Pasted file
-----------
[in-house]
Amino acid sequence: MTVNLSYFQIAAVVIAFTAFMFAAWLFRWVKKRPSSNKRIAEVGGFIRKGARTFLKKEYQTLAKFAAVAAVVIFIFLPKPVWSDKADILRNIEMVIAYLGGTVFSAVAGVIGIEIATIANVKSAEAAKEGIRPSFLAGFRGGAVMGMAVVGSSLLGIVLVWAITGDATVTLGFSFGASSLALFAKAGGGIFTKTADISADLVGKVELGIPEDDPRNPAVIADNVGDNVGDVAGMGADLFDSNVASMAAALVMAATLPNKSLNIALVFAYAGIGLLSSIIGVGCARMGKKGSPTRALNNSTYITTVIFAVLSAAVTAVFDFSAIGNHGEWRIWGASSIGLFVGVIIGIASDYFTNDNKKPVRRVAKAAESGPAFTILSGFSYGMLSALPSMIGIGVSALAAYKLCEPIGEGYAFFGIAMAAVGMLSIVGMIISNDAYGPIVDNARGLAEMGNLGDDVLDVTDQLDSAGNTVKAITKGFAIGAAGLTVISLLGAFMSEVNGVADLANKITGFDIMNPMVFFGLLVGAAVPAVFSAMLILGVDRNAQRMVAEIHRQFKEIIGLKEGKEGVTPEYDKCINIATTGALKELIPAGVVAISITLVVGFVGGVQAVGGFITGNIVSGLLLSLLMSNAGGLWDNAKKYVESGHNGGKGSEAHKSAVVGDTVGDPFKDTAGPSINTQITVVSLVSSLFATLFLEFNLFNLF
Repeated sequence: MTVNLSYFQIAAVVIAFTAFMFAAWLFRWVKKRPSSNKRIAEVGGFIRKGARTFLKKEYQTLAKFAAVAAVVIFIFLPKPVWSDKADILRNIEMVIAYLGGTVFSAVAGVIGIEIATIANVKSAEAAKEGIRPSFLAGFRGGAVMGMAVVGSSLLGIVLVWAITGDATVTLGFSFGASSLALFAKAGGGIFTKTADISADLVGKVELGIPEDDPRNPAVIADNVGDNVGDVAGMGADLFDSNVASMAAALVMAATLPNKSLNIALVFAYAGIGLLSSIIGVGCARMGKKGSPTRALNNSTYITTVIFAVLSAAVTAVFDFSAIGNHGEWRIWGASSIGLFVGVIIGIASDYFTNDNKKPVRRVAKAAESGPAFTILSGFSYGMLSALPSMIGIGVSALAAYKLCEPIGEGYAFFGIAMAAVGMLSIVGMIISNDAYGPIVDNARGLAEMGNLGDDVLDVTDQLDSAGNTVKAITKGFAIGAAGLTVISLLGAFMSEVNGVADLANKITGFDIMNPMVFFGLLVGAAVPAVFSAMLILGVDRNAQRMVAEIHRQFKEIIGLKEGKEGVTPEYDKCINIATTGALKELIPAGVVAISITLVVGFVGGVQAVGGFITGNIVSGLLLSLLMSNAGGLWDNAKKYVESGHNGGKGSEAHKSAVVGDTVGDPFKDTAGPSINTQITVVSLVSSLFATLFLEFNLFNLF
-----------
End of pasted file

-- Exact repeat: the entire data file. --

[in-house]
Amino acid sequence: MTVNLSYFQIAAVVIAFTAFMFAAWLFRWVKKRPSSNKRIAEVGGFIRKGARTFLKKEYQTLAKFAAVAAVVIFIFLPKPVWSDKADILRNIEMVIAYLGGTVFSAVAGVIGIEIATIANVKSAEAAKEGIRPSFLAGFRGGAVMGMAVVGSSLLGIVLVWAITGDATVTLGFSFGASSLALFAKAGGGIFTKTADISADLVGKVELGIPEDDPRNPAVIADNVGDNVGDVAGMGADLFDSNVASMAAALVMAATLPNKSLNIALVFAYAGIGLLSSIIGVGCARMGKKGSPTRALNNSTYITTVIFAVLSAAVTAVFDFSAIGNHGEWRIWGASSIGLFVGVIIGIASDYFTNDNKKPVRRVAKAAESGPAFTILSGFSYGMLSALPSMIGIGVSALAAYKLCEPIGEGYAFFGIAMAAVGMLSIVGMIISNDAYGPIVDNARGLAEMGNLGDDVLDVTDQLDSAGNTVKAITKGFAIGAAGLTVISLLGAFMSEVNGVADLANKITGFDIMNPMVFFGLLVGAAVPAVFSAMLILGVDRNAQRMVAEIHRQFKEIIGLKEGKEGVTPEYDKCINIATTGALKELIPAGVVAISITLVVGFVGGVQAVGGFITGNIVSGLLLSLLMSNAGGLWDNAKKYVESGHNGGKGSEAHKSAVVGDTVGDPFKDTAGPSINTQITVVSLVSSLFATLFLEFNLFNLF
Repeated sequence: MTVNLSYFQIAAVVIAFTAFMFAAWLFRWVKKRPSSNKRIAEVGGFIRKGARTFLKKEYQTLAKFAAVAAVVIFIFLPKPVWSDKADILRNIEMVIAYLGGTVFSAVAGVIGIEIATIANVKSAEAAKEGIRPSFLAGFRGGAVMGMAVVGSSLLGIVLVWAITGDATVTLGFSFGASSLALFAKAGGGIFTKTADISADLVGKVELGIPEDDPRNPAVIADNVGDNVGDVAGMGADLFDSNVASMAAALVMAATLPNKSLNIALVFAYAGIGLLSSIIGVGCARMGKKGSPTRALNNSTYITTVIFAVLSAAVTAVFDFSAIGNHGEWRIWGASSIGLFVGVIIGIASDYFTNDNKKPVRRVAKAAESGPAFTILSGFSYGMLSALPSMIGIGVSALAAYKLCEPIGEGYAFFGIAMAAVGMLSIVGMIISNDAYGPIVDNARGLAEMGNLGDDVLDVTDQLDSAGNTVKAITKGFAIGAAGLTVISLLGAFMSEVNGVADLANKITGFDIMNPMVFFGLLVGAAVPAVFSAMLILGVDRNAQRMVAEIHRQFKEIIGLKEGKEGVTPEYDKCINIATTGALKELIPAGVVAISITLVVGFVGGVQAVGGFITGNIVSGLLLSLLMSNAGGLWDNAKKYVESGHNGGKGSEAHKSAVVGDTVGDPFKDTAGPSINTQITVVSLVSSLFATLFLEFNLFNLF